Generational Performance Compaison – GTX 960, GTX 760, GTX 660

NVIDIA knows that the jump from the GTX 760 to the GTX 960 isn't going to be substantial enough to get a large number of those users to upgrade. But it is likely that the GTX 660, one of NVIDIA's most popular cards of the last 5 years, is getting long enough in the tooth that the GTX 960 will appeal to those gamers.

With that in mind I ran some tests with the GTX 660 at 1920×1080 and put together a collection of graphs comparing the GTX 960 to the GTX 760 and the GTX 660 so you can get a measure of how the generation to generation improvements look based on today's most current driver. Since we have been throwing graph after graph at you today I'll shorten this page a bit by only showing the FPS by percentile image. With that graph you can get an idea of the back half of frame times presented by each card where the 50th percentile is basically equal to the average FPS.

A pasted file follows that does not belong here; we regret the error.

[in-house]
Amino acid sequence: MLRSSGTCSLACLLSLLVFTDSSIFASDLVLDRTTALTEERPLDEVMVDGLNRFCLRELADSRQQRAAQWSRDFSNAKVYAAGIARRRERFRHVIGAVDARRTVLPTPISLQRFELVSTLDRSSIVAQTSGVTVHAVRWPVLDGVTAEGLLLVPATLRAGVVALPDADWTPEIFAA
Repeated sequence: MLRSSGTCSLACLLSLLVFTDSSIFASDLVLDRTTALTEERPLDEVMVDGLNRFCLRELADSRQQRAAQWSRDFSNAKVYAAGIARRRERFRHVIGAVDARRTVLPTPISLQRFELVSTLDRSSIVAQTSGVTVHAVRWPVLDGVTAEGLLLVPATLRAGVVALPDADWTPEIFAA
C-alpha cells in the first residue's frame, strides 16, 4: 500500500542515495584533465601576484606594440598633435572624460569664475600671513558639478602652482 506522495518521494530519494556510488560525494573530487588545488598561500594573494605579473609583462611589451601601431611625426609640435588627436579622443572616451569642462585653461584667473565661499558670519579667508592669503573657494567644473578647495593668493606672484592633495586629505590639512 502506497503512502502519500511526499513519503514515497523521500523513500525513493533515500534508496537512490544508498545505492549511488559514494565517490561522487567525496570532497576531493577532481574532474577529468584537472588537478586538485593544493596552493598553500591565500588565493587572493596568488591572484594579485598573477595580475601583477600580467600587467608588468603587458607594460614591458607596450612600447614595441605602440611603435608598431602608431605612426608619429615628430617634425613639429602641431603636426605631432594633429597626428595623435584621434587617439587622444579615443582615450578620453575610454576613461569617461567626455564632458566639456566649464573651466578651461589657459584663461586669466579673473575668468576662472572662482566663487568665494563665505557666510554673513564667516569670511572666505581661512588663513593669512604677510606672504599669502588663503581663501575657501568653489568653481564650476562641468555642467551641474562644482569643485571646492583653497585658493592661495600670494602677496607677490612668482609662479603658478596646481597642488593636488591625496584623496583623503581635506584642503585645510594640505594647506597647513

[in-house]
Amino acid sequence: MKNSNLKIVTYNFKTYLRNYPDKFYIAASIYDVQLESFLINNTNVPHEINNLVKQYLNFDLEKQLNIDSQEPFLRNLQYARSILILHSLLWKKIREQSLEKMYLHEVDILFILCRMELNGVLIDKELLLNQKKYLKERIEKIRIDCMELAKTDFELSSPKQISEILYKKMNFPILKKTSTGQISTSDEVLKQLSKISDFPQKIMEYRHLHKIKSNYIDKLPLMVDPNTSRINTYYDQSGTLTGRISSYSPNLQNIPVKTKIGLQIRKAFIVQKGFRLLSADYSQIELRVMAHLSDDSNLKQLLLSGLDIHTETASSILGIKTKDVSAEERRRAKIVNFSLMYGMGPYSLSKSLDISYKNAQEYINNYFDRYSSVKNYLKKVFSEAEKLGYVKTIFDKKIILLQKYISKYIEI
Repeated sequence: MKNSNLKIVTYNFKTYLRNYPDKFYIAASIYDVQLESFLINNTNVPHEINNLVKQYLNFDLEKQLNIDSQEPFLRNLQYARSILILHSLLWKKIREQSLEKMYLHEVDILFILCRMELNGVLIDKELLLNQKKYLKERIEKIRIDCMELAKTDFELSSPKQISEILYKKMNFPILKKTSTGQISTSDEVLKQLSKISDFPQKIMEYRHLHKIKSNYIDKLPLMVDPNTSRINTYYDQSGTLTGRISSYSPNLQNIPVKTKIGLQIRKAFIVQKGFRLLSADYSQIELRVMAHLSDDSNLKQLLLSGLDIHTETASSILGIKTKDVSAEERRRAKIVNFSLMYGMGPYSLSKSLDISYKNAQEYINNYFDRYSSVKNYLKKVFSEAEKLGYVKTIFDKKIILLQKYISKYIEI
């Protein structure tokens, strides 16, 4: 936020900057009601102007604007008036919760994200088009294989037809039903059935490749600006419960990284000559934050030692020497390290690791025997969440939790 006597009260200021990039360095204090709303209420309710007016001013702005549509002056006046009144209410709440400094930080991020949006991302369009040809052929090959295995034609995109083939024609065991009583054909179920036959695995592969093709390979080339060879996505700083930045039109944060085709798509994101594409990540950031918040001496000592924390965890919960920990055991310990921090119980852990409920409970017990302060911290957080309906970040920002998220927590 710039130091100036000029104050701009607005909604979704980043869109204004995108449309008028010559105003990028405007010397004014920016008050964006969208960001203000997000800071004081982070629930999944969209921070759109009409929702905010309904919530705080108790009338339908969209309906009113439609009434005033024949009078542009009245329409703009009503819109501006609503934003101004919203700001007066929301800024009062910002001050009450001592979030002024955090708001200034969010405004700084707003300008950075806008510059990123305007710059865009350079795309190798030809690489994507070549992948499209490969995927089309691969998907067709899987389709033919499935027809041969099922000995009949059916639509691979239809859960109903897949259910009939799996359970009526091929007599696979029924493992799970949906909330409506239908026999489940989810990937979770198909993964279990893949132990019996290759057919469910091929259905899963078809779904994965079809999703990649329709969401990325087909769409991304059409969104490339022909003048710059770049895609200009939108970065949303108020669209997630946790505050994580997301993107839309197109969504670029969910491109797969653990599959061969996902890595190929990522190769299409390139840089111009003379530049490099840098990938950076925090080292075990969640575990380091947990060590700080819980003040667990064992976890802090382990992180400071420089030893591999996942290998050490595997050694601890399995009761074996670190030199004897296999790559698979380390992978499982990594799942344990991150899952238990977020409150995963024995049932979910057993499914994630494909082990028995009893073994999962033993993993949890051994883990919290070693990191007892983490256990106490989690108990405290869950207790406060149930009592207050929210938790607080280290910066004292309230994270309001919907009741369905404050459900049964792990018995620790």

Overall, the gains from GTX 660 to GTX 760 to GTX 960 are pretty consistent with the exception of Crysis 3 (no gain from GTX 760 to GTX 960) and GRID 2 (larger than expected gain from GTX 760 to GTX 960). Users that have a GTX 660 in their system today can run BF4 at 1080p and Ultra settings at just 40 FPS but an upgrade to the GTX 960 gets you to 56 FPS or so, a 40% improvement. Metro: Last Light sees a jump of 52% from the GTX 660 to the GTX 960.

Clearly there is a time and place for upgrades for PC gamers and much of that depends on your annual budget and the change in PC games' demands on that hardware. But at $199, less than the price of both the GTX 760 and GTX 660 at their respective launches, the GTX 960 is going to compel many gamers to make a move.

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